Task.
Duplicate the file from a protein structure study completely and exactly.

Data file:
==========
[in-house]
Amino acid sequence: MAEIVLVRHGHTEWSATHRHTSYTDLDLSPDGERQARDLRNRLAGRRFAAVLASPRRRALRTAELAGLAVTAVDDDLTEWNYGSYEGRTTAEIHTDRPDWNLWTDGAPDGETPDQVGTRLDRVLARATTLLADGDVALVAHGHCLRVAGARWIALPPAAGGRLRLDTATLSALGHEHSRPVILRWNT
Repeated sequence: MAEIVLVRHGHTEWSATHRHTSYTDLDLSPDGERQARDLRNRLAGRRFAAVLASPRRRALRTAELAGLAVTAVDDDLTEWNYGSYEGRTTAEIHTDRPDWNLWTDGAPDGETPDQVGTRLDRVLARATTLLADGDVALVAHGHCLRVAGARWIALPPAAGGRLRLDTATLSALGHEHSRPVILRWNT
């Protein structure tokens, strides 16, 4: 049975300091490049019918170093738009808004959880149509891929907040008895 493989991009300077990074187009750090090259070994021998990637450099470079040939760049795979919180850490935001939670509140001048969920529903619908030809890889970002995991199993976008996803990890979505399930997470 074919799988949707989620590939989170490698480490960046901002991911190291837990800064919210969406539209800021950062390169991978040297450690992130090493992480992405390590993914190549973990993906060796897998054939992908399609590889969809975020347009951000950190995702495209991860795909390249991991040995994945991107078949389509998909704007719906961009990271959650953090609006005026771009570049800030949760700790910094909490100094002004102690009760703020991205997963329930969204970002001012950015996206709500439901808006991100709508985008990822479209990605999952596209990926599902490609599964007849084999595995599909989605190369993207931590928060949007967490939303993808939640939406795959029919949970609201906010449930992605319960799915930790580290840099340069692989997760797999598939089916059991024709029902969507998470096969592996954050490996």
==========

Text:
[in-house]
Amino acid sequence: MAEIVLVRHGHTEWSATHRHTSYTDLDLSPDGERQARDLRNRLAGRRFAAVLASPRRRALRTAELAGLAVTAVDDDLTEWNYGSYEGRTTAEIHTDRPDWNLWTDGAPDGETPDQVGTRLDRVLARATTLLADGDVALVAHGHCLRVAGARWIALPPAAGGRLRLDTATLSALGHEHSRPVILRWNT
Repeated sequence: MAEIVLVRHGHTEWSATHRHTSYTDLDLSPDGERQARDLRNRLAGRRFAAVLASPRRRALRTAELAGLAVTAVDDDLTEWNYGSYEGRTTAEIHTDRPDWNLWTDGAPDGETPDQVGTRLDRVLARATTLLADGDVALVAHGHCLRVAGARWIALPPAAGGRLRLDTATLSALGHEHSRPVILRWNT
């Protein structure tokens, strides 16, 4: 049975300091490049019918170093738009808004959880149509891929907040008895 493989991009300077990074187009750090090259070994021998990637450099470079040939760049795979919180850490935001939670509140001048969920529903619908030809890889970002995991199993976008996803990890979505399930997470 074919799988949707989620590939989170490698480490960046901002991911190291837990800064919210969406539209800021950062390169991978040297450690992130090493992480992405390590993914190549973990993906060796897998054939992908399609590889969809975020347009951000950190995702495209991860795909390249991991040995994945991107078949389509998909704007719906961009990271959650953090609006005026771009570049800030949760700790910094909490100094002004102690009760703020991205997963329930969204970002001012950015996206709500439901808006991100709508985008990822479209990605999952596209990926599902490609599964007849084999595995599909989605190369993207931590928060949007967490939303993808939640939406795959029919949970609201906010449930992605319960799915930790580290840099340069692989997760797999598939089916059991024709029902969507998470096969592996954050490996």